Spend a little time on Instagram or Pinterest and youâ€™re bound to come across some very aspirational accounts. No, not exotic locales or luxury goods â€“ itâ€™s all about pantries, refrigerators and closets that are so pretty and tidy, even the most dedicated pack rat might find themselves fantasizing about shelf liners, baskets and color-coordinating storage containers.
Amy Tokos, a Certified Professional Organizer in Omaha, Neb., said she believes decluttering and organizing are popular now because young people donâ€™t place as much value on possessions as many of their predecessors have.
â€śIâ€™ve observed college-aged kids and teenagers,â€ť said Tokos, â€śand they just arenâ€™t as attached to stuff. Fewer of them have cars, they want to live in smaller places and own just what they need, no more. For the generations before them, the goal was to get a house, get a car and acquire stuff. Now itâ€™s more about experiences.â€ť
Do you look at the pristine spaces on Instagram and think your home could never look like that? Well, think again. Here are tips for decluttering even the most chaotic home â€“ and why you should bother.
It may seem as though keeping a tidy home is all about appearances, but it actually has positive psychological benefits.
A 2016 study published in the Journal of Environmental Psychology found that clutter â€” defined by the researchers as â€śan overabundance of possessions that collectively create chaotic and disorderly living spacesâ€ť â€” has a negative impact on oneâ€™s ability to feel at home in oneâ€™s living space.
Of course, thereâ€™s a financial aspect to too much clutter, as well, especially if youâ€™re planning on selling your home. Decluttering is often listed as one of the first steps in getting your house ready to sell, as removing unnecessary objects can make the home appear more spacious and relaxing to would-be buyers â€” a feeling that could result in a higher sales price. Consumer Reports estimates decluttering your home can result in a potential increase of 3% to 5% of your asking price.
Does just the thought of dealing with clutter fill you with a sense of dread? Lauren T., who blogs at AnOrganizedLife.info and has more than 40,000 organization-loving followers on Instagram, recommends starting small.
â€śStart with the smallest area of your home and take the process one step at a time,â€ť Lauren said. â€śDevote 10 to 15 minutes a day to tackle a kitchen drawer, a cupboard or linen closet. Set a timer â€” it helps!â€ť she said.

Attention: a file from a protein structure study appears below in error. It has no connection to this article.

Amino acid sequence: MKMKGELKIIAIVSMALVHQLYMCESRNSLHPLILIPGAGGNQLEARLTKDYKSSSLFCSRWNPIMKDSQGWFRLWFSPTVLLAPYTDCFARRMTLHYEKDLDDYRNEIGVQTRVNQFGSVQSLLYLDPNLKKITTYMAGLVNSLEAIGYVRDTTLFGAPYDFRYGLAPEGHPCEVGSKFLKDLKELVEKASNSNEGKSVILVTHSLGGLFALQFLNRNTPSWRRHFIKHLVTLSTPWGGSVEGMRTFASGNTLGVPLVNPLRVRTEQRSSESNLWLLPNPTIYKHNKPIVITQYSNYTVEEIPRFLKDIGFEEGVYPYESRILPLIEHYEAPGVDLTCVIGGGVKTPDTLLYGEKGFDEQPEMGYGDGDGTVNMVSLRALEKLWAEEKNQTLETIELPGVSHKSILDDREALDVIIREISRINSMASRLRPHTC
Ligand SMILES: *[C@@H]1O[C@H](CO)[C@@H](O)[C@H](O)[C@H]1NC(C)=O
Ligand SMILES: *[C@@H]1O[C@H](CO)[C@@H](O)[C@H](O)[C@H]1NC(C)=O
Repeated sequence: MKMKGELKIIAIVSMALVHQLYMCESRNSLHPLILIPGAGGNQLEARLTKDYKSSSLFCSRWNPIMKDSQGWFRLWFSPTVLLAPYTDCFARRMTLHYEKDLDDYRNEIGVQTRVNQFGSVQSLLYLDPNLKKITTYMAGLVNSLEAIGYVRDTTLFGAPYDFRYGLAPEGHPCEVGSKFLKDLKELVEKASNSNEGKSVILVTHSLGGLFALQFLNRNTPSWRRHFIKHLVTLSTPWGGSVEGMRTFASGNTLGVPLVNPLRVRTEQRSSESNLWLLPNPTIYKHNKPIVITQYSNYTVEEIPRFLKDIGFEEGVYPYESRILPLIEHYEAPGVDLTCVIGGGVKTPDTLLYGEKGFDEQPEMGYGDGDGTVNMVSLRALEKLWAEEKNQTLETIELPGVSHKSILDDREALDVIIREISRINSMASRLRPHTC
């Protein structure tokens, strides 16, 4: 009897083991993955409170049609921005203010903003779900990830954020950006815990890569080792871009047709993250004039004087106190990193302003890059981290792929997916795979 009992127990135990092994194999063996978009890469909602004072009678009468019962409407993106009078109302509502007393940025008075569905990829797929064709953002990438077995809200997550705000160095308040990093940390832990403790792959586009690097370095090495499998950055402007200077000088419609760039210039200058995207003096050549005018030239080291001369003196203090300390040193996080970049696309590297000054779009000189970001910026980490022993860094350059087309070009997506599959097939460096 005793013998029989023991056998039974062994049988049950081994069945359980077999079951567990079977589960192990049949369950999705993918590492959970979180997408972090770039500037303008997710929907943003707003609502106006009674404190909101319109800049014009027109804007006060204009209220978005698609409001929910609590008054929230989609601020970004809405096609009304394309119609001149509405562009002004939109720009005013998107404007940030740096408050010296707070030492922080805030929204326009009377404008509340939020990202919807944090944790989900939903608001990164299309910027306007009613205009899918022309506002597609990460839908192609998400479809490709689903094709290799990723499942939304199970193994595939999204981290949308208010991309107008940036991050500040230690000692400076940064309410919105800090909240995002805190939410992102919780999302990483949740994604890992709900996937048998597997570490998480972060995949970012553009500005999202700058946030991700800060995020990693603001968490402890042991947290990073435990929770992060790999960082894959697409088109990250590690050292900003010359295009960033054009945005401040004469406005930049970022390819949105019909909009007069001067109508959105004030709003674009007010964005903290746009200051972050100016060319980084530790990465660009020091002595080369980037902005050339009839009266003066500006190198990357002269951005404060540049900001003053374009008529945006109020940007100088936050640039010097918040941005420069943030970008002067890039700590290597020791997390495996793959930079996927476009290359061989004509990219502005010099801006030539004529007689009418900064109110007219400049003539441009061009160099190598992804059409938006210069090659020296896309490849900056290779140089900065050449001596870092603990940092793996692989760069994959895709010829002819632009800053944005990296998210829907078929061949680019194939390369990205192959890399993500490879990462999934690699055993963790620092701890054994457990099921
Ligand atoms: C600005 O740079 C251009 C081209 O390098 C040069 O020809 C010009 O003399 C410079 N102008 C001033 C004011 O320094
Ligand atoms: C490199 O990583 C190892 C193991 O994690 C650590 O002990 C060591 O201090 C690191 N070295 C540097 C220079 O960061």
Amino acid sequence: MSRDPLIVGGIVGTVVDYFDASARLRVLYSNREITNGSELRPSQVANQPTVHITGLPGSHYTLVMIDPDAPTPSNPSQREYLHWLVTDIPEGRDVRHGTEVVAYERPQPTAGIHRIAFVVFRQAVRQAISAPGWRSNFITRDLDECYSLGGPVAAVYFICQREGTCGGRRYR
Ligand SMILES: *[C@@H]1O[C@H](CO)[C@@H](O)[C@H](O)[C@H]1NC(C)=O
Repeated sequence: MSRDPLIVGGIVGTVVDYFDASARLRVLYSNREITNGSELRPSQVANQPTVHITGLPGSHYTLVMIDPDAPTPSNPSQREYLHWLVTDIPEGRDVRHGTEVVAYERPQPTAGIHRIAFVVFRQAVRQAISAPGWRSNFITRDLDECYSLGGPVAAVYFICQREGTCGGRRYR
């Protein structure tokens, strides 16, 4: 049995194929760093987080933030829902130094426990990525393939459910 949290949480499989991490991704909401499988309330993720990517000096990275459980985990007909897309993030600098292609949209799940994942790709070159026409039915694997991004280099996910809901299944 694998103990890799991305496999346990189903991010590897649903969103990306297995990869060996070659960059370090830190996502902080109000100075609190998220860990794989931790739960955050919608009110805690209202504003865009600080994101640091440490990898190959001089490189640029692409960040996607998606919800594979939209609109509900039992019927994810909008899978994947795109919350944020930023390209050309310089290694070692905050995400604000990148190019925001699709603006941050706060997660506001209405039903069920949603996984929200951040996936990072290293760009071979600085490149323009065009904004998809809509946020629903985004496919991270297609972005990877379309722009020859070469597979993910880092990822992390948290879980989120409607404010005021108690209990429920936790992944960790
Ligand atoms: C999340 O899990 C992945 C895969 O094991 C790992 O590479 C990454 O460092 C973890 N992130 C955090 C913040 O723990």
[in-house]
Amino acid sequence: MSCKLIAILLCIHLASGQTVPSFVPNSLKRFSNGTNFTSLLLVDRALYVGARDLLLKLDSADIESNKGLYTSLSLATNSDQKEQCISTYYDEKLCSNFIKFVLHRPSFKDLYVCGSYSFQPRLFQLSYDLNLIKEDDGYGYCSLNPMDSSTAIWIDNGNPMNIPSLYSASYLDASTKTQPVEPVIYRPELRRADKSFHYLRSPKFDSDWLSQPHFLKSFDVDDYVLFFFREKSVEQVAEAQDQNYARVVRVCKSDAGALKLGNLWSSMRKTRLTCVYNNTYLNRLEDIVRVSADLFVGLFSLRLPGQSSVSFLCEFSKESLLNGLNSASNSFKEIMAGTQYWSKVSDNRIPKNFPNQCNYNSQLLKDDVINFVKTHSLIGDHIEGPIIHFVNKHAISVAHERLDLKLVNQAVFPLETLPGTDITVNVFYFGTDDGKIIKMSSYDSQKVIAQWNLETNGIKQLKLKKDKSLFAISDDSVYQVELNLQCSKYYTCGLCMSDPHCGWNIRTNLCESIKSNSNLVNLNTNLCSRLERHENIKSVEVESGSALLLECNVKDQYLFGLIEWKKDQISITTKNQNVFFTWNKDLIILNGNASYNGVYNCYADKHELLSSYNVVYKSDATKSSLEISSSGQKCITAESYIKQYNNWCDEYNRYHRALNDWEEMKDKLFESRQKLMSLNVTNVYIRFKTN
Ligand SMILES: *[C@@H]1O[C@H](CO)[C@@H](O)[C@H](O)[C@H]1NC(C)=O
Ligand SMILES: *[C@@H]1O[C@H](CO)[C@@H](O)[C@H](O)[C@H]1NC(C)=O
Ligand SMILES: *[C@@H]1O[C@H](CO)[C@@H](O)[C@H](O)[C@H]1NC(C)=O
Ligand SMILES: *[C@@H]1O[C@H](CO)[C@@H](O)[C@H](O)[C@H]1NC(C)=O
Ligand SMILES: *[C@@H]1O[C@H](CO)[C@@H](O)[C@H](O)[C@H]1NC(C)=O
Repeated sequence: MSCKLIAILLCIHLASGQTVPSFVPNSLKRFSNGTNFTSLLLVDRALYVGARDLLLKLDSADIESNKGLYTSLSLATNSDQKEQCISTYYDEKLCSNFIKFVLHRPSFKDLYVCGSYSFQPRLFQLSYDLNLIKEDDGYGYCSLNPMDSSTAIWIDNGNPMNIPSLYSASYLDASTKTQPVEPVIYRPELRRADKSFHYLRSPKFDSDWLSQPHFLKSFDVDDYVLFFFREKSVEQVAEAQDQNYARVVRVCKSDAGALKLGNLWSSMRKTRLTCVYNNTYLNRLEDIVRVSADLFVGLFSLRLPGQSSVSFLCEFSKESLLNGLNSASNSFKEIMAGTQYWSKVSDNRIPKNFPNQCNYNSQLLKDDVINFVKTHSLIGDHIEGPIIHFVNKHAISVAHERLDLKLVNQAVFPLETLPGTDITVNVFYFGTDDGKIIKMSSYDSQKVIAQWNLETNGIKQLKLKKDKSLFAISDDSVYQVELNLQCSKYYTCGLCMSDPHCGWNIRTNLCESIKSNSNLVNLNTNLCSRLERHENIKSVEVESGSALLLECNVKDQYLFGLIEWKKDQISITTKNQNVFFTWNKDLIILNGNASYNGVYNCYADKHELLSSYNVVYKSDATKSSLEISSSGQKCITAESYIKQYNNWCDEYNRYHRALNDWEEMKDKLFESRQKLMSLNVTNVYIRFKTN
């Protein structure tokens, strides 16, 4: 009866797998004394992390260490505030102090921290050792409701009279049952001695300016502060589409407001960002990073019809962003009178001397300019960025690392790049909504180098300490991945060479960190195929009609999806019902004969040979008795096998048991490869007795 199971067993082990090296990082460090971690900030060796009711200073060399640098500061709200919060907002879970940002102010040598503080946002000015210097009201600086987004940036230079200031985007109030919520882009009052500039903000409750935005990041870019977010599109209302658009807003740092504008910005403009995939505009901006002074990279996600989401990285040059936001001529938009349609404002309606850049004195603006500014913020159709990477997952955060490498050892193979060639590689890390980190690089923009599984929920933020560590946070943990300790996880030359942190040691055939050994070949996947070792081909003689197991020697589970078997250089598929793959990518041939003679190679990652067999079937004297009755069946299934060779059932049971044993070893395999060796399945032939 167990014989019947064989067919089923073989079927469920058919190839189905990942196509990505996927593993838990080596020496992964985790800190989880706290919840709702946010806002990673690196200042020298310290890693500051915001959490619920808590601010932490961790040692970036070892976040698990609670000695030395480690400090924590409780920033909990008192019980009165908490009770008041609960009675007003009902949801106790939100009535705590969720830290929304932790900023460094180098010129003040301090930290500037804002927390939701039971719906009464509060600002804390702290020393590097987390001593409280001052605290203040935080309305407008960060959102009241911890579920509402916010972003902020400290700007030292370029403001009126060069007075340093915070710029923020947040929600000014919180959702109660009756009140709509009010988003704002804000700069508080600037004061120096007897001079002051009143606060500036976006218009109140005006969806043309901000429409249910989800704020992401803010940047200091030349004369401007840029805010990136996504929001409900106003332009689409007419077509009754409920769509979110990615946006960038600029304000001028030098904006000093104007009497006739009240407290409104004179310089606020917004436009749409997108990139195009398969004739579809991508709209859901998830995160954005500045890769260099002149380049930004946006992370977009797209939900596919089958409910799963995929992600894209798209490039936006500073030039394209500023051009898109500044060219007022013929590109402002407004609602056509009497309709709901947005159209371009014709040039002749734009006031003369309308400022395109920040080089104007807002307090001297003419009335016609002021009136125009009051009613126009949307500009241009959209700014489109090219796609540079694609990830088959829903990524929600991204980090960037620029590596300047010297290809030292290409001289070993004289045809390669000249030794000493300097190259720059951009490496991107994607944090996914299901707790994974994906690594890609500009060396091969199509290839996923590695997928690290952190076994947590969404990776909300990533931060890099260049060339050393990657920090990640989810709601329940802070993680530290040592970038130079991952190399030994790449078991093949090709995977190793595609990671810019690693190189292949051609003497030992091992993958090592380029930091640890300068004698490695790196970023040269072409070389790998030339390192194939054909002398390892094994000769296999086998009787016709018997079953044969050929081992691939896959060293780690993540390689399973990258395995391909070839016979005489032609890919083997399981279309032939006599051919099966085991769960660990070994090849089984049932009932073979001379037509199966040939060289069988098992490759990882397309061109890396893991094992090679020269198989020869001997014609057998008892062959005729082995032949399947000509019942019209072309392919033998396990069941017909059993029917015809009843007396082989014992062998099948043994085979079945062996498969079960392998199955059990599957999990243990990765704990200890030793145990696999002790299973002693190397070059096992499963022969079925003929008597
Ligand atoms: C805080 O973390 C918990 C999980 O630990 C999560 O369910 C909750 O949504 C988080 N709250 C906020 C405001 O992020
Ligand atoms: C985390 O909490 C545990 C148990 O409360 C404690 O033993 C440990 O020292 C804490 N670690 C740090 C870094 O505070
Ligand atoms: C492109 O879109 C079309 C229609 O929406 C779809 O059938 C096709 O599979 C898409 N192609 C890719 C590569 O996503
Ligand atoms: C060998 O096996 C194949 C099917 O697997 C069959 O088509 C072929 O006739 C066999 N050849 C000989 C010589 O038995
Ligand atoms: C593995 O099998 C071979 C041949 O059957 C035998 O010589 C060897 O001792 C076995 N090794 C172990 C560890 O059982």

Tokos also recommended the 15-minutes-per-day idea. â€śIf you try to dedicate an entire day to decluttering, youâ€™ll procrastinate. Start small, going cupboard by cupboard or zone by zone each day,â€ť she said.
Some good places to start are these â€śhot spotsâ€ť where people tend to accumulate the most clutter.
Have you ever heard of the Pareto Principle? In 1896, Vilfredo Pareto, an Italian economist, observed that 80% of Italyâ€™s wealth was owned by 20% of the population. Since then, his 80/20 rule has been found to apply to many areas of our lives, including our wardrobes. As Tokos said, the average person wears 20% of their clothes 80% of the time â€” thatâ€™s why you have a closet full of clothes and nothing to wear.
She recommended keeping a donation basket near the closet. â€śIf you take something off because you donâ€™t like the way it looks or feels, put it in the donation bin,â€ť she said.
She also recommended turning all of the clothes hanging in your closet so the hangers face back-to-front. Over the next six months to a year, when you wear an item of clothing, return it to the closet with the hanger facing the correct way. At the end the year, youâ€™ll be able to easily see the clothing you never wear and donate it. This works with shoes, too. If you normally store your shoes with the toes pointed in, flip them around to see which ones youâ€™re not using.
Paper, especially mail, is a big issue for many people. Tokos recommended keeping a recycle bin just outside your door so you can dispose of most of that paper before it even comes into your house.
For papers that canâ€™t be tossed immediately, Tokos recommended sorting them by the next action you need to take with it. For example, have a place for things to be read, bills to be paid, coupons to be used and items that need to be added to your calendar.